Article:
The purpose of this set of guidelines is to establish a reference for good honeybee management practices.
Areas of Beekeeping Management to Consider
- Siting, Screening, Barriers, Fencing and Flyways
- Hive Carrying Capacity
- Colony Temperament and Behavior
- Considerate Hive Management
- Provision of Water
- Disease Control
- Our Values
Hive placement is one of the most important decisions a beekeeper will make. The amount of sun and shade a hive will receive throughout the day, availability of
water, availability of screening, and the proximity to neighbors and/or public areas
are major factors to consider.
Screening, Barriers, Fencing and Flyways
Care should be exercised to direct the bees’ flight path to avoid neighbors and the public. As bees can easily be directed to leave their hives in an upward trajectory, locate screenings, foliage, shrubs, trees, fencing and barriers that will help to
minimize human and animal contact.
Hive Carrying Capacity
Beekeepers are advised to closely observe their apiary locations to determine the carrying capacity of the area – both the immediate area and roughly three miles in
all directions – and to limit the number of hives accordingly. Signs of oversaturation in an area include slow colony growth, poor honey production, and excessively defensive behavior.
Colony Temperament and Behavior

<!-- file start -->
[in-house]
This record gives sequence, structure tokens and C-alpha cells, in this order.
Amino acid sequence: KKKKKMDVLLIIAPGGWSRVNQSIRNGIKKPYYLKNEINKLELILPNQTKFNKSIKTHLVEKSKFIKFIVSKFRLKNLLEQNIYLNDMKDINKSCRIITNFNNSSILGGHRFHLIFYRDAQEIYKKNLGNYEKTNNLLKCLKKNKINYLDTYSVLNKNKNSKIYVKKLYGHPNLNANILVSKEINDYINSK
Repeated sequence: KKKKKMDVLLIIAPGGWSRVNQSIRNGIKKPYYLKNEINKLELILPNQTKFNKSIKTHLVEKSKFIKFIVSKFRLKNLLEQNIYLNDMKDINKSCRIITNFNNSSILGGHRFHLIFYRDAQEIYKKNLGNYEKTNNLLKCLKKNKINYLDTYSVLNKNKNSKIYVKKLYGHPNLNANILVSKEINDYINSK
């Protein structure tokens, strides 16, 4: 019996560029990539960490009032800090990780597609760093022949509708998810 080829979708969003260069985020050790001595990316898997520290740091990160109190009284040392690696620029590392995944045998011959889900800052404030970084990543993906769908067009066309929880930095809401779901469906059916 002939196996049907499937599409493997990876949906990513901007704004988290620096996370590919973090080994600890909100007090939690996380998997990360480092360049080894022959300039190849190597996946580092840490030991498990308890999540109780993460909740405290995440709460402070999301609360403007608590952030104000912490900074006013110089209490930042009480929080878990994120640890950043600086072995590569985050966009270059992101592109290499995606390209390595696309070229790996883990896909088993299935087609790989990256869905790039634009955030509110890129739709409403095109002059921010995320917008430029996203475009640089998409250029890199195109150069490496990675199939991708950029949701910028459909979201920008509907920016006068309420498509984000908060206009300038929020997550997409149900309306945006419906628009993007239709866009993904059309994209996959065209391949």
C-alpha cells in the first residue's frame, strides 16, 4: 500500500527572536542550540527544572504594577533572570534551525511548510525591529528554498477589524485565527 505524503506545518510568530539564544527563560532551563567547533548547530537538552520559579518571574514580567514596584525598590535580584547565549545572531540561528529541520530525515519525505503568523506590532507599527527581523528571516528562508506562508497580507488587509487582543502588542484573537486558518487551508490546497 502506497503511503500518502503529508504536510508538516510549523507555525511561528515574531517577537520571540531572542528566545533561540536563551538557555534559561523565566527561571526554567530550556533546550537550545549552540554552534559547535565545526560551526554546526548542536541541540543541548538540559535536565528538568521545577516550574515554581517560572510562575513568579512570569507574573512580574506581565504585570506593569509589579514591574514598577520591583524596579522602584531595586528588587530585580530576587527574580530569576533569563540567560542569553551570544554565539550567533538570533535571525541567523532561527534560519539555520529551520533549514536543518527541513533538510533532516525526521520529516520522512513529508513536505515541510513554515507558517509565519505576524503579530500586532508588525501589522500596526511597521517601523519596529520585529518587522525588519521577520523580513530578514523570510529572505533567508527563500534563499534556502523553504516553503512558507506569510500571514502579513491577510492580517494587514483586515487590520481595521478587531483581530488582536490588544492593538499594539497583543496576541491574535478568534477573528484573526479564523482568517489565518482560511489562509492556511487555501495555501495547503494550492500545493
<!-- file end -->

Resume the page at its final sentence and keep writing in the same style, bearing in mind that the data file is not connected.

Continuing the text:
Bees that are consistently defensive should be relocated or re-queened.
Considerate Hive Management
Beekeepers should perform hive manipulations as quickly as possible with minimum disturbance to the bees following these guidelines:
- Work hives when forager activity is satisfactory, when calm, warm and foragers are out.
- Avoid working hives when neighbors are nearby or the bees are defensive.
- Robbing leads to defensive behavior, avoid working hives when robbing is a risk.
Honeybee colonies should be managed to minimize swarming. Beekeepers who learn of a nearby swarm should take reasonable measures to see that swarms from their hives are retrieved to prevent it becoming a nuisance.
Provision of Water
Beekeepers need to provide a suitable source of continuously available water for their bees such as a water bucket, bird bath, fountain or similar.
A water source should be in place before new colonies are installed.
It is incumbent on beekeepers to monitor and manage disease and pests to ensure colony health. Beekeepers should take remedial action to prevent spread of disease.
The Beekeepers’ Guild of San Mateo County encourages sustainable beekeeping and supports efforts to increase locally adapted bee populations through propagation of the healthiest productive local stocks.
We advocate protection of the bees’ habitat and the planting of pollinator friendly flowers, trees, shrubs to provide an abundance of pollen and nectar for honey bees and native pollinators without the need of excess water usage.